This tutorial shows you how to integrate Clarifai with Snowflake. Clarifai can automatically recognize, classify and label unstructured data streams in the form of images, video, text, and audio. You can now link Clarifai's predictive capabilities with recently released unstructured data support in Snowflake. Bringing these two platforms together allows you to analyze unstructured data and leverage powerful tools for managing data pipelines.
Clarifai provides the most complete, accurate, and user-friendly platform for working with and understanding unstructured data. In essence, this means that by using the most advanced tools in deep learning AI, Clarifai helps you transform unstructured data (the type of data that you typically see in the form of image, video, text, and audio data), into structured data - data that is organized in a way that is useful and meaningful to you.
But what can you do with your data once it is structured in the way you want? What if you want to expand your capabilities with a powerful suite of tools that can help you accelerate data analytics, improve data access, and construct data pipelines?
This is where integrating Clarifai with a platform like Snowflake can make so much sense. Combining the functionality of these two platforms can provide unprecedented insights and control over your data pipeline. We will be setting up this integration to trigger a call to the Clarifai API, and then format the response in a way that can be used within the Snowflake platform.
You will need to set up a call to an external function through AWS Lambda that will call the Clarifai API and then map it into Snowflake. AWS Lambda functions let you run code for applications and backend services. Snowflake offers in-depth instructions on how to do this here. In our case you will create layers over AWS Lambda, please reference this documentation for more information. To integrate with Clarifai you will need the following code and corresponding function.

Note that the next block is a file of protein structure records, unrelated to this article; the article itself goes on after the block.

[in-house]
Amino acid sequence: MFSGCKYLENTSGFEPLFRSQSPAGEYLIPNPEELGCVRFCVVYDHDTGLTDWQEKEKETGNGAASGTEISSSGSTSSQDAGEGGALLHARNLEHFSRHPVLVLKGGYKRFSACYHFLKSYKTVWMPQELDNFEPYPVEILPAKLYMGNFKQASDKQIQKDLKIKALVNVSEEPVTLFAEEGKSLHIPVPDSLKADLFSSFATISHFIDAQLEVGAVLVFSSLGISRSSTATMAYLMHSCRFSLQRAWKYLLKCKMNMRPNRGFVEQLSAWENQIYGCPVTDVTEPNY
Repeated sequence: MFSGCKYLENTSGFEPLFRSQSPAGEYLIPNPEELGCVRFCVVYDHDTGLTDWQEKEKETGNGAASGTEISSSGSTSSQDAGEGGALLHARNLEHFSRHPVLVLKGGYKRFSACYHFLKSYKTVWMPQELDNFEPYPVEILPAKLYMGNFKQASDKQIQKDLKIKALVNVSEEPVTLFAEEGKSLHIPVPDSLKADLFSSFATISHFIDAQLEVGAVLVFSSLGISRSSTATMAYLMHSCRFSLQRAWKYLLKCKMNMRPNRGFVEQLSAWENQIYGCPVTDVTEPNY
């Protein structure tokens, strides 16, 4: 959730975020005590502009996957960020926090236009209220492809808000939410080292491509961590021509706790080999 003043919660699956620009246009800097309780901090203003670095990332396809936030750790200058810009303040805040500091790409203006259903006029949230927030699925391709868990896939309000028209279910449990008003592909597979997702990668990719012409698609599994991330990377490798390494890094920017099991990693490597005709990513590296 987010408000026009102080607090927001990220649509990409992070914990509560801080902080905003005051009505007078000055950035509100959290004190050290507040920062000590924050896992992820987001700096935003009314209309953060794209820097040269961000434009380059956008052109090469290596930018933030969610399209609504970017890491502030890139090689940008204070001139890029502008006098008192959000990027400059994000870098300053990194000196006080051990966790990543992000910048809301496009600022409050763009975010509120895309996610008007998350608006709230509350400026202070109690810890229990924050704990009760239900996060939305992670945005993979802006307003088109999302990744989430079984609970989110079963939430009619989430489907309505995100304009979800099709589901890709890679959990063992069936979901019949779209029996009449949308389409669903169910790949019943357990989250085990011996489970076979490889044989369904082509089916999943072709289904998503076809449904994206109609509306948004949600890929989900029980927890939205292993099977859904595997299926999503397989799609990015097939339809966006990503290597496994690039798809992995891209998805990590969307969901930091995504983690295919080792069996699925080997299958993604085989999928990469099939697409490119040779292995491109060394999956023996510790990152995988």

Once we have registered the external function, we can call upon various Clarifai models and pass arguments to them. In this example, we are calling on the Clarifai General Model which can identify over 11,000 concepts in images, and then we call the Clarifai Named Entity Recognition (ner_english) model, which can identify key information from parts of the text.
In order to use these models, you will need to create an application and then add the desired model to a workflow. In this example, we create two different workflows and then add just one model to them (general, and ner_english respectively). You can learn more about working with workflows here.
The following code shows you how to create an external function, and includes a couple of example calls to Clarifai workflows.
Snowflake data pipelines automate many of the manual steps involved in transforming and optimizing continuous data loads. Typically, data is first loaded into a staging table used for interim storage and then transformed using a series of SQL statements before it is inserted into the destination reporting tables. The most efficient workflow for this process involves transforming only data that is new or modified.
Streams are typically used as part of this staging pipeline. A stream object records data manipulation language (DML) changes made to tables, including inserts, updates, and deletes, as well as metadata about each change so that actions can be taken using the changed data. Learn more about streams here.
In order to load these files to the directory table, you need to refresh it. When you do this the stream will automatically detect changes and update itself. Once this is configured, you can create a stream to get recent events.